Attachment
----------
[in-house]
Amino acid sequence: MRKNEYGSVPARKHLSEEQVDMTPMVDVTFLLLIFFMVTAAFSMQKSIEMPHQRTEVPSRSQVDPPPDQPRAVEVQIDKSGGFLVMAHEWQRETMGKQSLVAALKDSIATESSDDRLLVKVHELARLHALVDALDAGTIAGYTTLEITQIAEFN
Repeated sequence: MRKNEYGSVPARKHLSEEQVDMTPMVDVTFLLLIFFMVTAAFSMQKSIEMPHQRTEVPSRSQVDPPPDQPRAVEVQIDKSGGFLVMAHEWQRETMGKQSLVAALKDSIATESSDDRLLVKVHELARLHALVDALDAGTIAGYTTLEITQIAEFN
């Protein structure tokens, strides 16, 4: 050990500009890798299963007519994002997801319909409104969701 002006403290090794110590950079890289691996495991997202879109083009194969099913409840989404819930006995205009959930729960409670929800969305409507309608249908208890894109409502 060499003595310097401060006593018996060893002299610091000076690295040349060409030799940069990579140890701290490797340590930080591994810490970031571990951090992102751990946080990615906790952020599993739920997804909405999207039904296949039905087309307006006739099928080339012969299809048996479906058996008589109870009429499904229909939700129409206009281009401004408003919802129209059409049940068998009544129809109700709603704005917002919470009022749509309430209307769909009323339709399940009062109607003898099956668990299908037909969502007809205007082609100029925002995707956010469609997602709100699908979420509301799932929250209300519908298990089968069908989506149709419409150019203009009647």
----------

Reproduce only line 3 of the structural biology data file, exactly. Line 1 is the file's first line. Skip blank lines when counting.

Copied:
Repeated sequence: MRKNEYGSVPARKHLSEEQVDMTPMVDVTFLLLIFFMVTAAFSMQKSIEMPHQRTEVPSRSQVDPPPDQPRAVEVQIDKSGGFLVMAHEWQRETMGKQSLVAALKDSIATESSDDRLLVKVHELARLHALVDALDAGTIAGYTTLEITQIAEFN